A stopgap spending bill that's needed to avert a government shutdown on Friday advanced in the Senate as lawmakers prepared to head for the exits for the midterm elections.

The measure easily advanced, 83-15, Tuesday on a procedural vote that puts it on track to pass the Senate on Wednesday, and the House could clear it for President Barack Obama before the budget year ends at midnight Thursday.

To speed the measure through, lawmakers ignored administration pleas for add-ons such as $1.9 billion for "Race to the Top" grants to better-performing schools and more than $4 billion to finance settlements of long-standing lawsuits by black farmers and American Indians against the government.

A bid to use the measure to keep alive a grant program from last year's economic stimulus bill that many states are using to subsidize hiring of the unemployed was also left off the measure, known as a continuing resolution, or "CR," in Washington-speak.

"At the insistence of Republicans, who have refused to consider many important exceptions, we anticipate moving a clean CR that will clear the Senate and the House prior to the end of the fiscal year this Thursday," said Rob Blumenthal, a spokesman for Senate Appropriations Committee Chairman Daniel Inouye of Hawaii.

"There is very little market for new spending," said Chris Gallegos, spokesman for top panel Republican Thad Cochran of Mississippi.

The measure would fund the government at current levels until early December, with only a few exceptions, such as funding to make sure there's no cutback in the number of flights protected by federal air marshals or cuts in the number of border patrol agents along the U.S.-Mexico border. There's also money for increased oil rig inspections in the Gulf of Mexico.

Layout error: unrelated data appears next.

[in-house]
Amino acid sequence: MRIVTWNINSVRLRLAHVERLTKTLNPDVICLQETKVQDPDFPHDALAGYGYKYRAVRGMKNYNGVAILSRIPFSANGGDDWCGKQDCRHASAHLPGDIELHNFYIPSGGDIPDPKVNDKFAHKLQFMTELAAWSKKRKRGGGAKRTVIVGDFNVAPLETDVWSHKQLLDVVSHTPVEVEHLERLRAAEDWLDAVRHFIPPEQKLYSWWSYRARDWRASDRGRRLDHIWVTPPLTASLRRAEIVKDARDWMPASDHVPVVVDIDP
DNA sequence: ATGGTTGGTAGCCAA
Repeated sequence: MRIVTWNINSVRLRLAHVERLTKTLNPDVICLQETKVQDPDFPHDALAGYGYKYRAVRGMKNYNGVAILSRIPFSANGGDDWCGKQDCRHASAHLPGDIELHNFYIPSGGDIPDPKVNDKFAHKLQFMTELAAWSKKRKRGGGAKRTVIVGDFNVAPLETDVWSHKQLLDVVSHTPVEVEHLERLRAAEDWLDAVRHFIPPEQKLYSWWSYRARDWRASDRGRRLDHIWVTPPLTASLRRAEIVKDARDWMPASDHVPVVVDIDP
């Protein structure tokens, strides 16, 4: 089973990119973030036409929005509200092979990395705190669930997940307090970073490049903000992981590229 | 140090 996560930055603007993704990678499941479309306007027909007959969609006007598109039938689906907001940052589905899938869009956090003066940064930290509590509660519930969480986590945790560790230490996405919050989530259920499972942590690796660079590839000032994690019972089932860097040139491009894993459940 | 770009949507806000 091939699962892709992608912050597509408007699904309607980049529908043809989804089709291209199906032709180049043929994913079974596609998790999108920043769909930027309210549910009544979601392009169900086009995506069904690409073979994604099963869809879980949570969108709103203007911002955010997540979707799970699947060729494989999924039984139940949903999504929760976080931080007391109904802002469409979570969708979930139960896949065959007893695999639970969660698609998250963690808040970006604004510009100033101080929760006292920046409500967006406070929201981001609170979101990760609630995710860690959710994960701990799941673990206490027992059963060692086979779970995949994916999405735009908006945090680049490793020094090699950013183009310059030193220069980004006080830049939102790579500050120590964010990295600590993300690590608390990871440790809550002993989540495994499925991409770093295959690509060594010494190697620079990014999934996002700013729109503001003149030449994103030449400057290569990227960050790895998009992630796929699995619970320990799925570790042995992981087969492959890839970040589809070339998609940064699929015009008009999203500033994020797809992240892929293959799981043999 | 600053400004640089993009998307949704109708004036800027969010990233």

The bill is a reminder of the dismal performance by Congress in doing its most basic job — passing an annual budget and the spending bills for agency operations.

Only two of a dozen annual appropriations bills have passed the House this year and none has passed the Senate as Democratic leaders opted against lengthy floor debates and politically difficult votes on spending.

A stopgap spending bill is required every year to avoid a government shutdown like the partial shutterings in 1995-96 that cost the Republicans politically. More recently, stopgap measures have been mostly noncontroversial.

But earlier this month, the White House quietly circulated a $20 billion-plus wish list of potential add-ons to the measure, which is the sole remaining must-do piece of legislation before Congress adjourns for the midterm elections. As such, it's a tempting target to help carry unrelated legislation into law.

The administration's list included proposals to provide $1.2 billion to remedy discrimination by the Agriculture Department against black farmers and $3.4 billion to settle claims that the Interior Department mismanaged Indian trust funds.

John Boyd, president of the National Black Farmers Association, said a deal appeared to be in hand, however, on separate legislation funding the black farmers discrimination settlement as well as the American Indian land claims.

The administration also wants to renew parts of last year's economic stimulus measure, including $800 million for child care grants to states and $350 million to process a backlog of claims for Social Security disability benefits.

But the requests were quickly dismissed as inappropriate to be carried on a stopgap funding bill — and unrealistic in the current political environment.

"The Obama list was laughable," said GOP lobbyist Jim Dyer, former staff director of the House Appropriations Committee. "I was delighted to see how fast it got rejected."


Associated Press writer Ben Evans contributed to this story.

(This version CORRECTS that prior government shutdowns were in 1995-1996.)